UAW ratifies 4-year contract with Ford
Two down. One to go.
United Auto Workers members Friday night ratified by 56.3% a new four-year contract with Ford Motor Co. guaranteeing raise increases to nearly 55,500 employees, pathways to top wages for full-time and temporary employees, no increased health-care costs and $6 billion in investments.
“Ford’s commitment to job security and assembly in the United States is a model for American manufacturers," acting UAW President Rory Gamble said in a statement. "This is a life changing contract for many and provides a template for all future Ford UAW members to a full-time, top-rate status. There will be no more permanent temporary situations and no more permanent tiers."
A cap on temporary employees is an additional victory for the union since the General Motors Co. contract was ratified last month. Such measures could prove a challenge when the union pivots on Monday to focus on Fiat Chrysler Automobiles NV, which employs a larger percentage of lower-paid hourly workers.
"It's going to be tough but straightforward because this is the third company in the pattern," said Art Wheaton, an automotive specialist at Cornell University's Industrial and Labor Relations School. "You traditionally make very few changes."
A UAW spokesman did not immediately have an overall vote count Friday night.
A few of plants posted results on Friday. A majority of workers at Ohio Assembly in Avon Lake approved the agreement, while majorities at Romeo Engine joined those at Chicago Assembly and Ohio's Lima Engine in voting against the agreement. At Ford's Louisville Assembly and Kentucky Truck plants, a majority of production workers voted against the agreement, while a majority of skilled trades employees voted for it.
Romeo's results were a lopsided 442 to 48. The plant will close under the agreement, but the 600 hourly employees who work there will be offered jobs at the Van Dyke Transmission Plant about 15 miles away.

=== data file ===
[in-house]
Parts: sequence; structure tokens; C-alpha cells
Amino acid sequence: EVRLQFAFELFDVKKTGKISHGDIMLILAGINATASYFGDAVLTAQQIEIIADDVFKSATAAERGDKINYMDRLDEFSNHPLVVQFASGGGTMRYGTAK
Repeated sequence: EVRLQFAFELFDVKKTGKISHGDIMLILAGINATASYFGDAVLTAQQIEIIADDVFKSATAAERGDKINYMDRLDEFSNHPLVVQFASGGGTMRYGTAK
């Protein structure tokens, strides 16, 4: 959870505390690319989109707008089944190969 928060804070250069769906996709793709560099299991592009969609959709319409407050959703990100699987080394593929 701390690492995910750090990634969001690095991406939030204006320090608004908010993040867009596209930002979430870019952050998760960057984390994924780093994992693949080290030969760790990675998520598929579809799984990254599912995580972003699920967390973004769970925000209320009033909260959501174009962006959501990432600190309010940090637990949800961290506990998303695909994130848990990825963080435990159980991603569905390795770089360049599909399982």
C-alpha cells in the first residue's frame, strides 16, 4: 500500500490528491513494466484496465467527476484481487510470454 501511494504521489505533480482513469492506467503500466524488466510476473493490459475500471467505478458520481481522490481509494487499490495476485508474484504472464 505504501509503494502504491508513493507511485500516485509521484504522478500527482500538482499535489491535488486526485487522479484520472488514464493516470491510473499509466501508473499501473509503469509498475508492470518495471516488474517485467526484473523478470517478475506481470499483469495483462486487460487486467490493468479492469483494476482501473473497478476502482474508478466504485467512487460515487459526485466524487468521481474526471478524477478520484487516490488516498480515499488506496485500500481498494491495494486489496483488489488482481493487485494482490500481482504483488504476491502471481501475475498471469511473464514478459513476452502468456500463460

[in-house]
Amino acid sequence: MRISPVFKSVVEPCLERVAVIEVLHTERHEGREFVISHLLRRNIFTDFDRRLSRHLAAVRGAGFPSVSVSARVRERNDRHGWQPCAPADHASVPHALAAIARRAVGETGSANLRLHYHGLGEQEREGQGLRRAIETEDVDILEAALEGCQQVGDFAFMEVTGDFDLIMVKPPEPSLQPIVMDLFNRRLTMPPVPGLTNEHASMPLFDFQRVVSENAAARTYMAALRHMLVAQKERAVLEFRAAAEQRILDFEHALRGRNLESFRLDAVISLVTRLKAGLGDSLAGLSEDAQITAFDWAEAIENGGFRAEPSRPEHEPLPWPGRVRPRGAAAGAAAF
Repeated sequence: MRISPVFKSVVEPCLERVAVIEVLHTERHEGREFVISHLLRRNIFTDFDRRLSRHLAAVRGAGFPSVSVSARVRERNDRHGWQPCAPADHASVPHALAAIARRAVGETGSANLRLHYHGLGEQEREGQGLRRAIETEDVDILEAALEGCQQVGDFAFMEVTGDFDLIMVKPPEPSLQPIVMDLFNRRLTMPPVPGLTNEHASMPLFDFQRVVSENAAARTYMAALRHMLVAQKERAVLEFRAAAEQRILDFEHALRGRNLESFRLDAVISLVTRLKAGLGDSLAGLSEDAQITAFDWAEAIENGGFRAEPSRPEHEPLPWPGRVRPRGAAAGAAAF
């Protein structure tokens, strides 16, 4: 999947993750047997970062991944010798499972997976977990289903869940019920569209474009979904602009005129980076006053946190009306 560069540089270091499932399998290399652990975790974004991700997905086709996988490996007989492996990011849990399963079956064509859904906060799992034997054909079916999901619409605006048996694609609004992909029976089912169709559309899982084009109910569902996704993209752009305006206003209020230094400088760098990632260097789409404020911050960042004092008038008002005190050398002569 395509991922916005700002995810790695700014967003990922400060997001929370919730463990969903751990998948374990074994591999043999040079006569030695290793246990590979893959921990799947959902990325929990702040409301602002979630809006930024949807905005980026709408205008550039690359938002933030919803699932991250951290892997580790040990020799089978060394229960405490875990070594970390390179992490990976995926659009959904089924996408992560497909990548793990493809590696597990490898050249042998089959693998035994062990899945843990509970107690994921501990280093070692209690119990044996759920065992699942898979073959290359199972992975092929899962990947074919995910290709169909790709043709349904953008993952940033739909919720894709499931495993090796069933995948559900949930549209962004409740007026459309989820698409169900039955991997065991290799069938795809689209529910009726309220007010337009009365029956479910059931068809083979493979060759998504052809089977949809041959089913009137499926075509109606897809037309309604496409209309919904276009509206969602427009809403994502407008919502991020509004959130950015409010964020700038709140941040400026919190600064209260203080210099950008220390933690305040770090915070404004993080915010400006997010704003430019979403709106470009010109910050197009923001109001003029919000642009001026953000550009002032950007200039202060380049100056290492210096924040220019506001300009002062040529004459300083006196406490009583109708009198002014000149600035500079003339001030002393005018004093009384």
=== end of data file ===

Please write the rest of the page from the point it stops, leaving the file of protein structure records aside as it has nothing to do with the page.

Full-time employees will receive $9,000 ratification bonuses, and temporary workers will receive $3,500 bonuses. They are expected to cost Ford $700 million in the fourth quarter, the company said in a news release.
“We are pleased that we were able to reach an agreement quickly with the UAW without a costly disruption to production,” Joe Hinrichs, Ford’s president of automotive, said in a statement. “This deal helps Ford enhance our competitiveness and protect good-paying manufacturing jobs. Working with the UAW, we have added flexibility to our operations while keeping labor costs in line with projected U.S. manufacturing labor inflation costs and still rewarded our workers for their important contributions to the company.”
A highlight for many members was retained health-care benefits at no additional cost. UAW-Ford employees pay on average 3% of total health-care costs compared to 28% for the average American household. The contract included some discounts for retail clinics and telemedicine.
"I'm thankful that our health care hasn't been touched," said Jonathon Mason, 43, of Detroit, a production worker at the Dearborn Truck Plant. "That's the best thing going for working at these companies; the health care is great."